ONE OF THE MOST COMMON complaints that men have about women is that we complain too much. Some men are pretty good at it, too. But no matter what your gender is, complaining can compromise other people’s inner peace as well as your own.
I once appeared on Oprah as the so-called expert on how people cope with life-threatening illness. It was a pleasure to be upstaged by a man with a debilitating neurological disease called ALS, or Lou Gehrig’s disease. Confined to a wheelchair, he’d lost almost all function. Since he could no longer breathe on his own, a respirator breathed for him. Unable to eat, he was fed through a tube. Unable to speak, he could just barely move his lips. No problem. His wife and nurse lip-read. With their help, unbelievably enough, he has become a motivational speaker.
The man was a stunning, if somewhat daunting, inspiration. Compared to his dire circumstances, my usual complaints about busyness, fat thighs, and rude drivers paled to narcissistic insignificance. He had every right to be depressed and angry, and I’m sure he had his moments. But according to his loved ones, he was really and truly a teacher of peace. When Oprah asked how he kept his spirits up, he replied that we all have the same choice. We can have a pity party or a peaceful heart. He made a practice of choosing peace.
Misery Loves Company
Every one of us is faced with the same choice, but those who choose whining over peace usually find allies in the process. Let’s say that you’re minding your own business, perhaps even feeling chipper. Then along comes someone trolling for sympathy, in person or on the phone. They want you to come to a pity party. The opening gambit might go something like this: “You look (or sound) so tired. You do so much for everyone. Are you okay?”
The expected response is for you to heave a great big sigh and then to list all the things that are exhausting you, all the people who need your help, all the ingrates who fail to appreciate your true worth, and all the things that you’d rather be doing. Then the other person tries to outdo you.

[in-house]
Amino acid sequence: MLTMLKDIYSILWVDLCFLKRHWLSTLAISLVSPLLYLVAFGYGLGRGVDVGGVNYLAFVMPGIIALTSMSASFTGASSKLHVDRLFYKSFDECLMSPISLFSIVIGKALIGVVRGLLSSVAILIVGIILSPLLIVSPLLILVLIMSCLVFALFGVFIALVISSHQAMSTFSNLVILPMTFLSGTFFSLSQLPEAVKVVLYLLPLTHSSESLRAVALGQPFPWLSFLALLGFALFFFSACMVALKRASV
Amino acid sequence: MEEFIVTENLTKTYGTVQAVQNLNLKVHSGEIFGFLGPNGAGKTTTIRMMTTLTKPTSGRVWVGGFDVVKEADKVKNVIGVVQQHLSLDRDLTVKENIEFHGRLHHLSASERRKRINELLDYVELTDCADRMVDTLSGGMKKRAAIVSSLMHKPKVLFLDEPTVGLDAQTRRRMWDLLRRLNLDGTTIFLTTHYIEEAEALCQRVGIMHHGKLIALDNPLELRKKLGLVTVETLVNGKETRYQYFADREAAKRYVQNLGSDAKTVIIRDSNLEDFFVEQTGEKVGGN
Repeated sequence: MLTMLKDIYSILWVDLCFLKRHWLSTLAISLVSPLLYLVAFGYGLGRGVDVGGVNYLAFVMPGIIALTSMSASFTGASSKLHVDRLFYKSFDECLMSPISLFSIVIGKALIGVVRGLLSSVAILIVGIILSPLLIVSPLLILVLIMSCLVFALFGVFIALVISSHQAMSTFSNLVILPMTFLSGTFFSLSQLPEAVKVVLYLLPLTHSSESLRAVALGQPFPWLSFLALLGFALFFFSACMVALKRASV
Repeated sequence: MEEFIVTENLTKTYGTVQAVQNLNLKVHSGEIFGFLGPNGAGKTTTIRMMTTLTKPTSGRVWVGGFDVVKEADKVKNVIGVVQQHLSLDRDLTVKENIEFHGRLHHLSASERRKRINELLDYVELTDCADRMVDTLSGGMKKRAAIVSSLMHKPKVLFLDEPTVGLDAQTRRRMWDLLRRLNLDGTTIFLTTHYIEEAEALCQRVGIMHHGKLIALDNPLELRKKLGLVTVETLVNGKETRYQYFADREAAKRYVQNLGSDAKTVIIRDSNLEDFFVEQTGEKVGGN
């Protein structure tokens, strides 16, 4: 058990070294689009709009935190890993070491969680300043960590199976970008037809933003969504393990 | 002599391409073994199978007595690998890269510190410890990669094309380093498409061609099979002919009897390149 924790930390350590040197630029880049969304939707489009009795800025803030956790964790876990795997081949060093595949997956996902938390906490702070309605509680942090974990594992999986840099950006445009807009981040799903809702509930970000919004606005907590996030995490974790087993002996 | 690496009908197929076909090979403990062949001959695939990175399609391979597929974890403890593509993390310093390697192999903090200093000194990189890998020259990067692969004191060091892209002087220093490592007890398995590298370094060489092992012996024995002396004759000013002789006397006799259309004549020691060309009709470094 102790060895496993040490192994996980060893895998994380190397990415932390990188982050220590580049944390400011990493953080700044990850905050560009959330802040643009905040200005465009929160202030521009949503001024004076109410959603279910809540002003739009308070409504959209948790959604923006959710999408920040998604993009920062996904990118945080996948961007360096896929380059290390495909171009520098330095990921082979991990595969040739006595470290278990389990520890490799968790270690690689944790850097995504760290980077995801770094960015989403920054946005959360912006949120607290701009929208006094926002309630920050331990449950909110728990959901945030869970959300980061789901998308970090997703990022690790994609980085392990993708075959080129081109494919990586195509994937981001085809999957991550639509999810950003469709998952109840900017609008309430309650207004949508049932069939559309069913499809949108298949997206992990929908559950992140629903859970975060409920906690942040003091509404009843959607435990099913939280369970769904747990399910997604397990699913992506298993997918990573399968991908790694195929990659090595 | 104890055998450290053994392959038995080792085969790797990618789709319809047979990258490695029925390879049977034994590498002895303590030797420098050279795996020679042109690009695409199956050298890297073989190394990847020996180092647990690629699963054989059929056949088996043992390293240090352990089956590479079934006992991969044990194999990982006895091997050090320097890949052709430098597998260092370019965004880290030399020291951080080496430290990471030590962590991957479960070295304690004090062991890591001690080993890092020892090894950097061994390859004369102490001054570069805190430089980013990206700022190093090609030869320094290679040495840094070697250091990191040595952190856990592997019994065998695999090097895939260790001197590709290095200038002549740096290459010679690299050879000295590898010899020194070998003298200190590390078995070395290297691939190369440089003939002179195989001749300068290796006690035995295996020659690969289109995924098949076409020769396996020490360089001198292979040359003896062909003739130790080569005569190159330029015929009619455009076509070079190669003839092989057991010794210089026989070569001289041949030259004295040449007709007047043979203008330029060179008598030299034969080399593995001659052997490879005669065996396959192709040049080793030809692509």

In no time at all, the two of you can work up a case of misery that would make a blues singer proud. Remember Linda Ronstadt’s funny and doleful song “Poor, Poor Pitiful Me”? I like to play it when I’m in a funk because the parody is so evident that it jolts me into my right mind. The question is, why do perfectly sane people insist on making pity party a serious competitive sport? Obviously, the game can make you feel a little better in the short run because it provides support from other miserable people. And misery loves company. It’s a coping strategy.
Mutual complaining is a form of what psychologists call regressive coping.When you’re in the process of whining, you’re moving backward in time, acting like a helpless child rather than a self-actualizing adult. The other whiner is supporting you in your regression, rather than challenging you to achieve self-awareness and growth. Healthy social support spawns authentic coping that challenges you to find greater meaning and helps you develop new coping strategies while celebrating the ones that already work well.
Wacky wise woman and author Loretta LaRoche suggests that when you want to whine, you might find a friend and do it right. Each of you gets two minutes to complain to your hearts’ content without interruption. Hopefully you’ll get everything off your chest, creating a parody of the pity party without taking it seriously. If you have another few minutes, each of you can then take a turn, listing everything that you’re grateful for. That leaves you in a much better frame of mind.
“When you’re in the process of whining, you’re moving backward in time, acting like a helpless child rather than a self-actualizing adult.”
This week, watch out for regressive coping. You can easily turn down invitations to complain by mentioning the things that are going well. Being busy can be a blessing. Try focusing on the positive whenever the desire to complain comes up. If you need to let off steam, put your hands on your hips while standing in front of the mirror, and power whine for two minutes. Pretty funny, aren’t you?
Joan Borysenko, Ph.D., is one of the leading experts on stress, spirituality, and the mind/body connection. She has a doctorate in medical sciences from Harvard Medical School and is a licensed clinical psychologist.